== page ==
Tropical Storm Cristobal brought heavy rain to southern Mexico, and with a forecast that has it re-entering the Gulf of Mexico on Friday, oil-platform workers are already being evacuated.
The storm, carrying winds as high as 40 miles (64 kilometers) per hour, will dump more “extreme rainfall” on far southern Mexico, extending to Guatemala and El Salvador, according to the U.S. National Hurricane Center. It’s then seen tracking north toward the U.S. coast between Texas and the Florida panhandle.
Energy prices are already reacting in the U.S., with Houston benchmark gasoline moving higher as traders secure supply ahead of the storm. Cristobal could push the average retail price of a gallon of gasoline over $2, according to AAA.
Storms in the Gulf are closely watched by the energy industry because offshore platforms account for 16% of U.S. crude oil production and 2.4% of natural gas output, according to the Energy Department. Additionally, more than 45% of U.S. refining capacity and 51% of gas-processing capacity is located on the coast.
Even a weak system can force evacuations and temporary shutdowns.
BP Plc said Wednesday it was removing offshore personnel and ramping down production at its Thunder Horse, Atlantis and Na Kika oil and gas platforms. It also said non-essential workers were being evacuated from the Mad Dog platform, though production remained unaffected.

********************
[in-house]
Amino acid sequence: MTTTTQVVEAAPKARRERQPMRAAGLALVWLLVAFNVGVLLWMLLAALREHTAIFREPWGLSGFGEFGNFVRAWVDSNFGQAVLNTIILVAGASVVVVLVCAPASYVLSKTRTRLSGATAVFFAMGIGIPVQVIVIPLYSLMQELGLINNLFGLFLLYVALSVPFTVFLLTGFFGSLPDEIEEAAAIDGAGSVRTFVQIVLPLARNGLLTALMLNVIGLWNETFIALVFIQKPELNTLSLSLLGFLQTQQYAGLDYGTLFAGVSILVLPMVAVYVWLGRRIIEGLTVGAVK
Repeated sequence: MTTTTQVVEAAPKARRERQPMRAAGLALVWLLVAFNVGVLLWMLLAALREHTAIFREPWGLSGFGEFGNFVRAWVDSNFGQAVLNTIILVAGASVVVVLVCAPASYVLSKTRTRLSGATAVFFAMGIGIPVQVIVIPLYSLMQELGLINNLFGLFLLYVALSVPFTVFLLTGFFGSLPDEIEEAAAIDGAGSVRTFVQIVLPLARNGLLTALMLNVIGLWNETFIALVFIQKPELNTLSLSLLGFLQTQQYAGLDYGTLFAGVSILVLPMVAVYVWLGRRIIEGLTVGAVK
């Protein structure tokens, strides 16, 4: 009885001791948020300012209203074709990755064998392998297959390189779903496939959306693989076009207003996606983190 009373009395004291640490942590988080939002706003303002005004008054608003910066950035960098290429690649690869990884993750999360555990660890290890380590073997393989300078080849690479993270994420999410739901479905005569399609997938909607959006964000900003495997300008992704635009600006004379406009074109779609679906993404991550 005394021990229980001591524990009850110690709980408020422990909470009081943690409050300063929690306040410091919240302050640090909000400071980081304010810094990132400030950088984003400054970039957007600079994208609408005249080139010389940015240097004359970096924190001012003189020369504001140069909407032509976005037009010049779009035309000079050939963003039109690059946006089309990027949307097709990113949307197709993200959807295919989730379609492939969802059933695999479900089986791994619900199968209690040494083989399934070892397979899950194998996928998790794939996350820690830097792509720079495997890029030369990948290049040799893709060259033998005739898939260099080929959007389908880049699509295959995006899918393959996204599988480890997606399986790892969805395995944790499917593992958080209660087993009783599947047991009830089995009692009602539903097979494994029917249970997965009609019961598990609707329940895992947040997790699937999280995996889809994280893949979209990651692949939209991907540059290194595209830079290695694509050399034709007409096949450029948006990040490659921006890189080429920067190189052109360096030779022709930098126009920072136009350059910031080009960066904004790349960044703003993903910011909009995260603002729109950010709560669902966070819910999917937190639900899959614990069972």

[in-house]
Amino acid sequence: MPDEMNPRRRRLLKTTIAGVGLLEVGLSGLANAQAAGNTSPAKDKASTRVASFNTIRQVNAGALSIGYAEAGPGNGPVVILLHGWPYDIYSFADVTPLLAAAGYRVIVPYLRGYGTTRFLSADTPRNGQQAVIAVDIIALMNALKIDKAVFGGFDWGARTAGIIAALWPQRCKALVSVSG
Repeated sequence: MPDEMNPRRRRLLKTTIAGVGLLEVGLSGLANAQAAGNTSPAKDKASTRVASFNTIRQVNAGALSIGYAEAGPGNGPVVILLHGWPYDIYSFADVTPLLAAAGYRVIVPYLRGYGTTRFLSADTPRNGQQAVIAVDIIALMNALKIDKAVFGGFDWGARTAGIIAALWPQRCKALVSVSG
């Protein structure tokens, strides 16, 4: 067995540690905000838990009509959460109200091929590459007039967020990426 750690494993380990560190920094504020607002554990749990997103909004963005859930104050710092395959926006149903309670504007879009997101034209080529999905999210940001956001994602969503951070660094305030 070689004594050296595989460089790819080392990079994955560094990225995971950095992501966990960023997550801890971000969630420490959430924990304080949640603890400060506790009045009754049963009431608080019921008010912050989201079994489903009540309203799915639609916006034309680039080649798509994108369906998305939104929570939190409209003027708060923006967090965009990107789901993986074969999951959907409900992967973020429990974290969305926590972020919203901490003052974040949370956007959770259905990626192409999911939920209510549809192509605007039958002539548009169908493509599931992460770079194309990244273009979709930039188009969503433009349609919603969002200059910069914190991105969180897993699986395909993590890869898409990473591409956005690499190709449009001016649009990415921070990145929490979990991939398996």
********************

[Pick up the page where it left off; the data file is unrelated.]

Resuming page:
The forecast isn’t yet clear for the U.S. coast. There’s a chance Cristobal could reach hurricane strength, which entails winds of 74 mph or more, depending on how it fares after swinging back into the Gulf, said Paul Walker, a meteorologist with AccuWeather Inc. in State College, Pennsylvania. Storms need warm ocean water to grow stronger, and weaken without it.
On its current track, Cristobal is forecast to re-emerge over the southern Gulf of Mexico on Friday and move northward over the weekend, according to the National Hurricane Center. There is a risk of storm surge, heavy rainfall and wind along portions of the Gulf Coast from Texas to the Florida panhandle.
The storm is expected to have top winds of 60 mph as it nears the U.S. late Sunday, early Monday, the center reported.
Cristobal is the third major storm to form in the Atlantic this year, marking the fastest start to hurricane season on record.
If it holds its strength and lands along the Gulf Coast, it will be the second storm to strike the U.S., even though the season will officially only be a week old. If it manages to reach hurricane status, it would be the earliest such a powerful storm hit the U.S., breaking the old mark set by Hurricane Alma on June 9, 1966, according to Accuweather.